The Gaithersburg, Md., company noted that earlier development of NuThrax was supported by the National Institute of Allergy and Infectious Diseases (NIAID). The agency is continuing to fund NuThrax activities, having awarded Emergent a $29 million contract last September for development of a dry formulation of the vaccine, which would eliminate the need for refrigeration.

The HHS statement said, "NuThrax represents the successful transition of a vaccine from early development under NIAID into advanced development under BARDA and resulted from more than six years of collaboration on the vaccine's development between the two HHS agencies."
Mar 23 HHS press release
Mar 24 Emergent
press release
Related Sep 9, 2014,
CIDRAP News item

 

MSF urges action to boost access to new TB drugs

Action must be taken to ensure that two tuberculosis (TB) drugs approved in 2012 and 2014 are administered to patients with drug-resistant TB (DR-TB) who desperately need them, Doctors without Borders (Medecins sans Frontieres, or MSF) said today in an issue brief and press release marking World TB Day.

Fewer than 1,000 people worldwide have been able to access the drugs, bedaquiline (made by Janssen/Johnson & Johnson) and delamanid (by Otsuka), MSF said. It treats people in more than 20 countries for DR-TB.

The agency said, "Two facts should be front and center: that the glacial rollout of these new drugs has cost too many lives already, and that our frustration must be galvanized into action."

MSF's issue brief looks at causes of the slow rollout and makes recommendations that apply to TB-endemic nations, the World Health Organization (WHO), drug manufacturers, donors, and global health professionals in general.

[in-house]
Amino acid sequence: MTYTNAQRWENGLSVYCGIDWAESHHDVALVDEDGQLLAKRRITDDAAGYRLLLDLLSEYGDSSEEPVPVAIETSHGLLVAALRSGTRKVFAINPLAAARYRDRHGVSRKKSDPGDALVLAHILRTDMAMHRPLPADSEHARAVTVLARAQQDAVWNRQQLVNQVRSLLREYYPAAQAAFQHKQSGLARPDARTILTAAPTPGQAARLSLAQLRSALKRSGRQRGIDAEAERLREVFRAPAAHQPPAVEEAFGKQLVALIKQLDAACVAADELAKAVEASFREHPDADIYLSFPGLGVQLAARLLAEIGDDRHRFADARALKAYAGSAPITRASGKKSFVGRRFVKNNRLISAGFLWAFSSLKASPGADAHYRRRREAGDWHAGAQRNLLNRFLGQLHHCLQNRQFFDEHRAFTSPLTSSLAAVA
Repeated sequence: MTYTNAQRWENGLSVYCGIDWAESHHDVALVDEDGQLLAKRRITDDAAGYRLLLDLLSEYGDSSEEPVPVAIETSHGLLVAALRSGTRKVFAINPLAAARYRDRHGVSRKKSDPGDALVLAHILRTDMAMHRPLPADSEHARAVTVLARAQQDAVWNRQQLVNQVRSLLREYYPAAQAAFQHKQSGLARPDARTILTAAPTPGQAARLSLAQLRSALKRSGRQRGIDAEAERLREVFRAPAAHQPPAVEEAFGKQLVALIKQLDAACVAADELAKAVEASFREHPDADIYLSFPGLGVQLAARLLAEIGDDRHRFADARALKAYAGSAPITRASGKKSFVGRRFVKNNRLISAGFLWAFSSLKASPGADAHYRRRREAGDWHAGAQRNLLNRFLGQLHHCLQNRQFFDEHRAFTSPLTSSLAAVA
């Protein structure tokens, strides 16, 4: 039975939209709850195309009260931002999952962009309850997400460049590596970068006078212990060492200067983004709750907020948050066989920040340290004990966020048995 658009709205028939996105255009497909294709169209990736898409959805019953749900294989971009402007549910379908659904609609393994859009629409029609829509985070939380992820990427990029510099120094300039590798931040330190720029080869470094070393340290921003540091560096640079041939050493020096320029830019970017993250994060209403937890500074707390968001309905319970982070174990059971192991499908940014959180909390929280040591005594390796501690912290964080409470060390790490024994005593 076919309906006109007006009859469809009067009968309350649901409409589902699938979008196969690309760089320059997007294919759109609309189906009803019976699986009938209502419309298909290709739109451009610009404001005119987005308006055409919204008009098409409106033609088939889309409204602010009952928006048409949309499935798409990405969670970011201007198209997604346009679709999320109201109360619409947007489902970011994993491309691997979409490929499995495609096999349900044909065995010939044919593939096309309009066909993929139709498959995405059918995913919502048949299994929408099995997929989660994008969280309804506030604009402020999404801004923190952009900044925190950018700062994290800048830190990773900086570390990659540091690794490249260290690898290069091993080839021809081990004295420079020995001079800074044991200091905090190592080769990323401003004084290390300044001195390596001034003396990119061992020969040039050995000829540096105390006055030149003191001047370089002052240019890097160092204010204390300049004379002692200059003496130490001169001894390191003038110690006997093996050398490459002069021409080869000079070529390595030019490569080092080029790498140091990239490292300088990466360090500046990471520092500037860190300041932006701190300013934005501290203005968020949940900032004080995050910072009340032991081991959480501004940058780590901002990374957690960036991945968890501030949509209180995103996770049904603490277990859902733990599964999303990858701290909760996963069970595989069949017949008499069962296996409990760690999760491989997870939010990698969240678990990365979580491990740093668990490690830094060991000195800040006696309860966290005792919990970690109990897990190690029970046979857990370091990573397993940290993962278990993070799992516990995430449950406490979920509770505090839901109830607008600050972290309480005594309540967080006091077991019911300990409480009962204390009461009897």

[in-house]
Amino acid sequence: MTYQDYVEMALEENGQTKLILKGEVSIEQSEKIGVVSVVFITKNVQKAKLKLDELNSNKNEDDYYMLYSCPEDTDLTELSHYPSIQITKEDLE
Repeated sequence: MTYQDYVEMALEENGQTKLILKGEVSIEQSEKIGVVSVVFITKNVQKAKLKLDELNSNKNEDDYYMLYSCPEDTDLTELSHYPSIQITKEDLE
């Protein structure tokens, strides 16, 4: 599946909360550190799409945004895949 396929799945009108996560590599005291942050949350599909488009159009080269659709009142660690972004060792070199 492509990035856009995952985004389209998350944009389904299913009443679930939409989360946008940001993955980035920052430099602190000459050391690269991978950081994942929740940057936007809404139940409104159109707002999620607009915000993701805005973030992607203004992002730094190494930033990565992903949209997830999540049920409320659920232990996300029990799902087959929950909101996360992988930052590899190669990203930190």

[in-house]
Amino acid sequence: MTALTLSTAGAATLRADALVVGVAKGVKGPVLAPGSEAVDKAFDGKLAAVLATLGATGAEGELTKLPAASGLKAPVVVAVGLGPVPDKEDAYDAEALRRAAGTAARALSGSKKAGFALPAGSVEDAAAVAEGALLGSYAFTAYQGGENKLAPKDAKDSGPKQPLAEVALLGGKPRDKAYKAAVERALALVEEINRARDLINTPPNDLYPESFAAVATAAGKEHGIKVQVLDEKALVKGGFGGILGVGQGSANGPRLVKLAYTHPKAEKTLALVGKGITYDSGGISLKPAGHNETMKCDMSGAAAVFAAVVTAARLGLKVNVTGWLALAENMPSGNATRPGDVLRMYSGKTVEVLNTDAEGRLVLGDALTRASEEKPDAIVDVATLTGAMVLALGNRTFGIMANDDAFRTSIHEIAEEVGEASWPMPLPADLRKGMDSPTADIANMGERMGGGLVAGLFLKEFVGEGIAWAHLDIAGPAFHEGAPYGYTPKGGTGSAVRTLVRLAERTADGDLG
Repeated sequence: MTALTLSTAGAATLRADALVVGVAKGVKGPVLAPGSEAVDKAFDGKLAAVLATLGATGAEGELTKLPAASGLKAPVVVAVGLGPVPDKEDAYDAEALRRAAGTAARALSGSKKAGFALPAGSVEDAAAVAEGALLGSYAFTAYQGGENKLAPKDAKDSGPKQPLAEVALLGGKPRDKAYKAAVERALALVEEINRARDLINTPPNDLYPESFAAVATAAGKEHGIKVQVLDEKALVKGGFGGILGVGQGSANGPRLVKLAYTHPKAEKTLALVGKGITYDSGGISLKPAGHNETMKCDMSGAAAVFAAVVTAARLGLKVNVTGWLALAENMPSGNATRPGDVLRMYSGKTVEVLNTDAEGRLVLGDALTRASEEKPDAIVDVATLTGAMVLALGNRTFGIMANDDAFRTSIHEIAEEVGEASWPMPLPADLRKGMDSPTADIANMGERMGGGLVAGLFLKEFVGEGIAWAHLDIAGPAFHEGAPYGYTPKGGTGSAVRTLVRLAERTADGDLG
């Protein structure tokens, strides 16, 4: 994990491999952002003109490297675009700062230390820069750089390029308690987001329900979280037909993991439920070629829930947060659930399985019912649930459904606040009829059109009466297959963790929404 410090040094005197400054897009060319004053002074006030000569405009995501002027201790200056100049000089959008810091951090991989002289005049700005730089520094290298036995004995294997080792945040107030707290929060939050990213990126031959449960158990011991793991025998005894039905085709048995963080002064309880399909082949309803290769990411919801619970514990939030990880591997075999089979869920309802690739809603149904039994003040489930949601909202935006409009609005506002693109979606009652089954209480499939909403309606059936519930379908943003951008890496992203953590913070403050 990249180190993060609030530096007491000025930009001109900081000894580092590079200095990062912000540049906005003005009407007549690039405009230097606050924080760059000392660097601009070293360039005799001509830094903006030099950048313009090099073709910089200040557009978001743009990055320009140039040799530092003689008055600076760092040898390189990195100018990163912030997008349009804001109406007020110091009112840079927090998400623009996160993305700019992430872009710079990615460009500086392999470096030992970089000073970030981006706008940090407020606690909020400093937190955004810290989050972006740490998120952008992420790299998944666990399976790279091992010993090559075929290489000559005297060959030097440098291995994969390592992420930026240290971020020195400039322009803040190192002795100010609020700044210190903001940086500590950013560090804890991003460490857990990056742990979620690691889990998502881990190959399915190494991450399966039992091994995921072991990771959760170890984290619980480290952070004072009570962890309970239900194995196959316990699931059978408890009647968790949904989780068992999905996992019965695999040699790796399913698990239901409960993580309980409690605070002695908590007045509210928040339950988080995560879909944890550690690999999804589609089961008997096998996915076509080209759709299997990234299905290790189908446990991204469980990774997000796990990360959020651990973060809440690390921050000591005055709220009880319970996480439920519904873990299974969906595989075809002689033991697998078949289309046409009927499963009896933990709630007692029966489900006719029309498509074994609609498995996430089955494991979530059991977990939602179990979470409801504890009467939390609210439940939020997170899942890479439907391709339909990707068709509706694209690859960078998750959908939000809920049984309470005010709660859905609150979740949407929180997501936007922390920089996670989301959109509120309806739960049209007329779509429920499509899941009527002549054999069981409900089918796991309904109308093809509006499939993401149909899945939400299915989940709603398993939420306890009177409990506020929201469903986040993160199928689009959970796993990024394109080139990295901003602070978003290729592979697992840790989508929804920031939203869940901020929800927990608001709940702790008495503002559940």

Earlier this month, MSF and 88 other groups signed a call to action urging key global health stakeholders to form a consortium to help increase use of the new drugs in DR-TB treatment. In response, the WHO will convene a meeting next month in Geneva to address the issue.
Mar 23 MSF news release
Mar 23 MSF
issue brief

 

Northern Hemisphere flu declining but still elevated

Flu activity in the Northern Hemisphere remained elevated through Mar 8 with H3N2 dominant, the World Health Organization (WHO) reported in its weekly update yesterday, but some countries in Asia, Europe, and North Africa reported high levels of 2009 H1N1.

Influenza activity in North America was decreasing but remained above threshold levels, while circulation in Europe appeared to have peaked in many nations, the agency said. Flu activity also decreased in northern Africa and the Middle East, with H1N1 predominant, except in Egypt, where H3N2 co-circulated with influenza B.

H3N2 predominated in the temperate countries of eastern Asia, while in western Asia, H1N1 and influenza B dominated. Patterns varied in tropical Asia, with H1N1 predominant in Bhutan and India, H3N2 predominant in Hong Kong, and, and flu B predominant in southern China.

Flu activity remained low in tropical nations of the Americas and in the Southern Hemisphere.

FluNet reporting showed that about two thirds of recently tested specimens have been influenza A. Of the "A" strains, two thirds were H3N2. Of the influenza B strains, 97% belonged to the Yamagata lineage, which matches the "B" strain in trivalent vaccines.
Mar 23 WHO weekly flu update
Mar 23 WHO FluNet summary